Such people and churches who are content with a kindergarten, as-little-doctrine-as-possible Christianity will indeed bear fruit. It will be strange. There will be strange doctrinal fruit. For people and churches content with as little doctrine as possible will as sure as the Pope is Roman Catholic not know the difference between true and false doctrine. And then, as sure as Mary was not, they will themselves tolerate false doctrine. And then, as sure as mosquitoes breed in swamps, they will themselves teach the lie and breed liars. There will be, for example, the heresy of the “God helps those who help themselves” gospel. According to one poll of the evangelical vineyard, 87% of the Christian community believes this. Or there will be the poisonous hybrid Calminia, or the deadly doctrine of free-willism—both of which make salvation, in one way or another, depend on man. Doctrinally deficient Christians will bear strange behavior-fruit as well. People who care little or could not care less about doctrine start to walk funny. Soon they go on all fours. They begin to see ninety-foot visions of Jesus. They start predicting Jesus will come in this year or the next, over here or over there. They welcome sweet transvestites. They divorce and remarry—once, twice, and some heading toward sixty-one.

And they start thinking gassing abortionists is righteousness.

Tell me: where do these people really abide? And what will become of the generation-branches? Strange evangelical doctrineless vineyard in 1998!

But truly doctrinal Christians bear good fruit. Jesus is the Vine and the source of the fruit. He leads His people further and further into the true knowledge of Himself. The Holy Spirit is His Agent for this—Christ’s doctrinal Spirit. And, being spirited into more and more truth, the people of God are sanctified (John 17:17). Where the Vine is, and the Spirit is, there are a people of truth and righteousness, of God-pleasing confession and life.

The secret of doctrine. That is one secret of the fruit of the Vine. There are many more. We will consider them in a future article. For now, let us focus on doctrine, and be found engaging in doctrinal, searching, humble, and thankful Bible study! As friends of God! To bear fruit!

For Study, Meditation, Discussion, and Doctrine!

1. What is the difference between the Word of God and Christian doctrine?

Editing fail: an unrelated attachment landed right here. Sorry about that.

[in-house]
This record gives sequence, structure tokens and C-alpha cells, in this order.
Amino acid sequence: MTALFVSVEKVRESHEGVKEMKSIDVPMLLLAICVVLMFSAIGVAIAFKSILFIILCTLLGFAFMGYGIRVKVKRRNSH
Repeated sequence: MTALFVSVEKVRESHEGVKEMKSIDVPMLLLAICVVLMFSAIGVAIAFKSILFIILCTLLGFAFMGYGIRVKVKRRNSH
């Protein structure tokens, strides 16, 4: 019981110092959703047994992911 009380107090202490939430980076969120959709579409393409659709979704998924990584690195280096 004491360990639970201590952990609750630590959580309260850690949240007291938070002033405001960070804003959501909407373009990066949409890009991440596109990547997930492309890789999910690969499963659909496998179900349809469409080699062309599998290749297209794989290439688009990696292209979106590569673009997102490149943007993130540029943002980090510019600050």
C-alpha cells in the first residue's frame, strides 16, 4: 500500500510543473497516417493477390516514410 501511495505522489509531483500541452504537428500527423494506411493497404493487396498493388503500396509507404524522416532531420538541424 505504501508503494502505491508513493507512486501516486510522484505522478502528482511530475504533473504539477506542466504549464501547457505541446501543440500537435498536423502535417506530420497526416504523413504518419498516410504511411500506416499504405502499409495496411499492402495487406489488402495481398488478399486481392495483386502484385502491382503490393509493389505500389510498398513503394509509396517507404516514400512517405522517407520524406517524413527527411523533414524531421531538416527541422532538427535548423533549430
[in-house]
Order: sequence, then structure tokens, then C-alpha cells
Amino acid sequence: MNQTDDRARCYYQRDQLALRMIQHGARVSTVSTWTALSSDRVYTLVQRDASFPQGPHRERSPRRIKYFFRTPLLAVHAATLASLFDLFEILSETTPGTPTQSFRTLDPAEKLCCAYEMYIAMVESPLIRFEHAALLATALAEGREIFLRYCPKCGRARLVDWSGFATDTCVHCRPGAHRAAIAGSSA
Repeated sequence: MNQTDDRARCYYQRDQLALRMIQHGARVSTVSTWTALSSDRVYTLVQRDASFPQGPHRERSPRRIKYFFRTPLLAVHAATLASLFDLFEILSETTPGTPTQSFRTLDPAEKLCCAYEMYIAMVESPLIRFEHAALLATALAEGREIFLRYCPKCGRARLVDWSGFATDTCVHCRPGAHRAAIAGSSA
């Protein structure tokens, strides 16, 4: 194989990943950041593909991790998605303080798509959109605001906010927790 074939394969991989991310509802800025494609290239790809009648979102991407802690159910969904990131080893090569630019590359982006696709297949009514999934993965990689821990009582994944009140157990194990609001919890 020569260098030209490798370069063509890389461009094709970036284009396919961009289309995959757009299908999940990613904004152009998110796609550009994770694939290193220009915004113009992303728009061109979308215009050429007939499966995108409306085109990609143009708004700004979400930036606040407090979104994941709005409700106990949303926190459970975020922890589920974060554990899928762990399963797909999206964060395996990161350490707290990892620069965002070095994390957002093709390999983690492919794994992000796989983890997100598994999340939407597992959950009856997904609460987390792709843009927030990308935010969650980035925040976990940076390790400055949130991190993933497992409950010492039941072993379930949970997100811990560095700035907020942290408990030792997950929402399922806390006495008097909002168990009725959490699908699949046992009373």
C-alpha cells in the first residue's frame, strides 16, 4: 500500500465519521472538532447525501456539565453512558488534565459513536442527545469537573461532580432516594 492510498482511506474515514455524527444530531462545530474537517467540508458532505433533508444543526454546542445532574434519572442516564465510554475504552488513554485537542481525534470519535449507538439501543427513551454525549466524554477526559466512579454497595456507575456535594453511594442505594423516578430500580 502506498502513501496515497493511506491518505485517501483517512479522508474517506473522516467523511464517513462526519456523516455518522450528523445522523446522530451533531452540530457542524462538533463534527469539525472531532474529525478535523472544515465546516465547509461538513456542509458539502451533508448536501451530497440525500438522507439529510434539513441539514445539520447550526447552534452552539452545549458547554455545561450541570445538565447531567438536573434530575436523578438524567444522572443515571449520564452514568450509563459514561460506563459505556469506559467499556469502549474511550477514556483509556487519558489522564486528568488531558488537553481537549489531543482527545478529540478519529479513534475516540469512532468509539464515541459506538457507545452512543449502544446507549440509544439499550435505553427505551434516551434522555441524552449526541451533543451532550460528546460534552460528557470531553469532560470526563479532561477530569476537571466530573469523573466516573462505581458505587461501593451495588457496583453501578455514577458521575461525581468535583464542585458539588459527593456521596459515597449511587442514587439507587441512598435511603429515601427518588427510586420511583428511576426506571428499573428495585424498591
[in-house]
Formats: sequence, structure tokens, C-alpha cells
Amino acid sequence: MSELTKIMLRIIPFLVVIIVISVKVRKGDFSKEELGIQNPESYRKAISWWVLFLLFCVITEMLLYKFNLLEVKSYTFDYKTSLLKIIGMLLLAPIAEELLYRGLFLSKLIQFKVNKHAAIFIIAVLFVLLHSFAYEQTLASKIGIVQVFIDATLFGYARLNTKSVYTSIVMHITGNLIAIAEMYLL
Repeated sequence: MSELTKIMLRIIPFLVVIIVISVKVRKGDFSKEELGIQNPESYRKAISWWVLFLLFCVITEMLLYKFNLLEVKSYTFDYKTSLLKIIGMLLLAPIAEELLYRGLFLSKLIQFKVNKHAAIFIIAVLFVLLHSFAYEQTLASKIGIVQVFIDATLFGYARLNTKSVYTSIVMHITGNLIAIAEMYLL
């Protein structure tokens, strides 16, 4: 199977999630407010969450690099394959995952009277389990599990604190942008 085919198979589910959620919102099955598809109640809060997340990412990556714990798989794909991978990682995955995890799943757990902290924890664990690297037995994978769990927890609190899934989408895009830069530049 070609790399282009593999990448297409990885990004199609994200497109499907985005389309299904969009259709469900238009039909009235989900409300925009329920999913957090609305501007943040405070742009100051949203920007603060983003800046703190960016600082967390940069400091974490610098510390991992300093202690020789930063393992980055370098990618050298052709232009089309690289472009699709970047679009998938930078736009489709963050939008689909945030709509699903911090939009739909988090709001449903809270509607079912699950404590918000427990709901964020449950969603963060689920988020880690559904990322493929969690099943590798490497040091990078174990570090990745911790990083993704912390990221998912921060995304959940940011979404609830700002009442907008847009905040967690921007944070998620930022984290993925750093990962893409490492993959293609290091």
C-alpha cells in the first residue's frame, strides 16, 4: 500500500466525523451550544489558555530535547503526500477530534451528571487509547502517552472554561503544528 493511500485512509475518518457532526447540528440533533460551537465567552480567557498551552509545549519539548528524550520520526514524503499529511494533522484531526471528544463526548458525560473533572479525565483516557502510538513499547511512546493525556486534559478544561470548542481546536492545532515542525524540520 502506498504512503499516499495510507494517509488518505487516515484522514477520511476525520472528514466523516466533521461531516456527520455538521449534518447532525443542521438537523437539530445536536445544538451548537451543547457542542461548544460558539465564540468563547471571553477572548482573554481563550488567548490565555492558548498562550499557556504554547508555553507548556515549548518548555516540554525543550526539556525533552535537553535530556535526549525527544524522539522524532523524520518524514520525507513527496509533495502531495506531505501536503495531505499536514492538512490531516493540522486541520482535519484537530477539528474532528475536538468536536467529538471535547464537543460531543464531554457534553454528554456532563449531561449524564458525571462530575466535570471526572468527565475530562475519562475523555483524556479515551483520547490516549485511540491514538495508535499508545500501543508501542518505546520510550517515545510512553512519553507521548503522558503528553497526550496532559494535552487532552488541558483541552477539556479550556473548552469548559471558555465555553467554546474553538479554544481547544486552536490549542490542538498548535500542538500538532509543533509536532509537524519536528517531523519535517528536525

2. Is it possible to have too much doctrine?

3. How does one grow in the knowledge of sound doctrine?

4. What is the place of creeds in the development and defense of sound doctrine?

5. In preaching, what is the right “mix” of doctrine and application of the doctrine to the lives of the people? Consider a passage or verse in the Bible. What would be the doctrine and application in a sermon on this text? Say a minister were to preach from the same text once every year. How would it be the same every time? Why must it be different every time?

6. Is it proper to criticize false doctrine and/or preachers off the pulpit or in our conversations with others? What would be a tactful, wise, and compassionate way of defending the truth of the Lord’s Day against a Seventh Day Adventist?

7. Principles (doctrine) work through, into our life. What we believe influences what we do. Give examples of how good doctrine produces good fruit, and bad doctrine produces bad fruit. Make a list of ten doctrines and cite ways these truths influence your life. Give examples of how the Lord Jesus or the apostle Paul or others apply truth to the lives of the people of God. (Think, for example, of Jesus teaching the woman at the well [John 4], or of how Paul draws practical conclusions from the doctrinal part of Romans [chapters 1-11] in chapters 12-16!).

8. What are the “spirits” of this age which influence men, women, young people, and children so that they will not endure sound doctrine (II Tim. 4:3), so that after their own lusts they heap to themselves

teachers, having itching ears…? Is it the spirit of “if it feels good it’s right”? Is it the spirit of pluralism (all religions are equally valid)? Is it the spirit of worldliness? How can “things,” such as television, and sports, and affluence affect our appreciation of doctrine?9. Loving doctrine and truly growing in the knowledge of the truth require digging, studying, pondering, and continual examination of the Scriptures. Make a study of just one doctrine, say the doctrine of God. List several of His attributes and what the Bible says of them. Then describe some of His works. Write down just one thing you learned that you had never thought of before, or that impressed you this time as you thought on the God of our salvation. Then tell at least one other person—a believer or unbeliever. It’s called sharing treasure. It’s called building up the church.